“The court’s references to the site visit give us pause. But the court ultimately allowed the defense to present its case and based the final order on the evidence,” Judge Anuradha Vaitheswaran wrote for the three-member panel. . She adds, however, that “the best practice is for the trial judge to exercise restraint and avoid the fray.”
Editorial 2015:Why is this zoo still in operation?
Rogers said the argument failed because an allegation of judicial bias must show that a judge was influenced by knowledge outside of the case.
“It does not indicate a bias against you for the judge to hear the evidence against you… and then form an opinion based on that evidence,” she said. “That’s exactly what a trial is for.”
The ALDF statement notes a long history of litigation involving Manchester Zoo, including a 2014 lawsuit that resulted in a federal court ruling applying the protections of the Endangered Species Act to animals in captivity , and another that forced the US Department of Agriculture to revoke the zoo’s exhibitor license. in 2017. The Sellners finally came to an agreement with the ministry in 2020 to give up their license and never apply for another.
Judge could still hold the zoo in contempt
Although Wednesday’s appeal decision upheld Wittig’s original order, the district court has yet to put the case behind it. The parties have been waiting since February for Wittig to decide whether to hold the Sellners guilty of allegedly selling or giving away numerous animals before the plaintiffs can arrive to remove them.
According to court documents, Wittig filed his order granting the plaintiffs the right to save the animals on November 24, 2019. By the time the ALDF and its partners made the necessary preparations and came to collect the animals on December 9, around 110 were not found.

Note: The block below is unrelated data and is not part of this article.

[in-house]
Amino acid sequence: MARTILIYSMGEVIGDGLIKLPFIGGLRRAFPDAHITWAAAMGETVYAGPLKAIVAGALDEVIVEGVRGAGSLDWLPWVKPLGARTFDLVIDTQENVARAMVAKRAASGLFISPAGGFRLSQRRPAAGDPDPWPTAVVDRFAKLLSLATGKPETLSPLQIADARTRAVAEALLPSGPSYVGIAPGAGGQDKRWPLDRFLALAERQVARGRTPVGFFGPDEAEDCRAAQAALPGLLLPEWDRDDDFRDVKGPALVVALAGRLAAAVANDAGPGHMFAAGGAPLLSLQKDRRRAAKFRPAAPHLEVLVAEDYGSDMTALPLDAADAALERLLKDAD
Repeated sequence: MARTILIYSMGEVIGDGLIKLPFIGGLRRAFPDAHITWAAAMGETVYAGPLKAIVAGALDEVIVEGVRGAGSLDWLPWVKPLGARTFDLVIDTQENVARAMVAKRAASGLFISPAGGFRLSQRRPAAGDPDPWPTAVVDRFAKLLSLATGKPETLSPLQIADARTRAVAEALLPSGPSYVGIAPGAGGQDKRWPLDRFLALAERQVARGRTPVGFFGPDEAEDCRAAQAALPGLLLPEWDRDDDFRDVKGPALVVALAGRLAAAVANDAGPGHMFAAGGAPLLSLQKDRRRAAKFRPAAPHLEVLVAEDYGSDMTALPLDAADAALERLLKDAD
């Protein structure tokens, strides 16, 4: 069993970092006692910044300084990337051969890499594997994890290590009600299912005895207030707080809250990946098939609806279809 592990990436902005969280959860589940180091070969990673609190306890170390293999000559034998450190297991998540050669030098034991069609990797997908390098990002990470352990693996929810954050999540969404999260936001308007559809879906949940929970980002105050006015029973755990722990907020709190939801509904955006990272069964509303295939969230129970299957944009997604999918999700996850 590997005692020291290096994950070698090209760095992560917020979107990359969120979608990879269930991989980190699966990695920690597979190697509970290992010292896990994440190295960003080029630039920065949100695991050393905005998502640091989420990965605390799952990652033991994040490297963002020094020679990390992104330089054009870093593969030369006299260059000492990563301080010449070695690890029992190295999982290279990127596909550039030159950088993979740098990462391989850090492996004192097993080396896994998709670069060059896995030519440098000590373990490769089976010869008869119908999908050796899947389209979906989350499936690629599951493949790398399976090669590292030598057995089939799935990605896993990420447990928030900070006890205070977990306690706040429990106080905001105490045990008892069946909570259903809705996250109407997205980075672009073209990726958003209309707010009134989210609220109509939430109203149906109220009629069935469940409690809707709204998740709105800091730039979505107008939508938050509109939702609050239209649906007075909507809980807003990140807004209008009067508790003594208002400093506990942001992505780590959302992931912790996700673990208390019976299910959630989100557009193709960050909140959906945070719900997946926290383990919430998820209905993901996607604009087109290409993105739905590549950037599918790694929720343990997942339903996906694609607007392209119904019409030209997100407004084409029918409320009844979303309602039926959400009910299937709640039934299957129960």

In a four-day trial in January, plaintiffs presented evidence that the Sellners had, in the two weeks between the order and the rescue, “unloaded as many animals as they could,” Rogers said. . The extinct animals included bears, pumas and tropical birds.
From the 2015 test:Cricket Hollow vet testifies in support of struggling zoo
The Sellners, represented by Hoover, argued that there was no evidence that they disposed of animals after the order was issued rather than before. Even if the court found them in contempt, the appropriate fine would not exceed $ 100, they argued.
During the trial, Pamela Sellner blamed the ALDF, which she called an “animal rights terrorist group”, for disrupting her livelihood.
“It was a very sad day, to think that all the deception and ignorance of your group can destroy businesses and people’s livelihoods,” Sellner told an ALDF lawyer. “I’ve spent my whole life building this (zoo) for kids, and then you came and stole it in a few days.”
According to the ALDF, more than 400 animals have been rescued from Cricket Hollow Zoo. A spokesperson said the nonprofit had spent “well over $ 100,000” on the rescue, housing and subsequent veterinary care for many animals, in addition to the time and effort of d ‘other partner organizations.
William Morris covers the courts for the Des Moines register. He can be contacted at email@example.com, 715-573-8166 or on Twitter at @DMRMorris.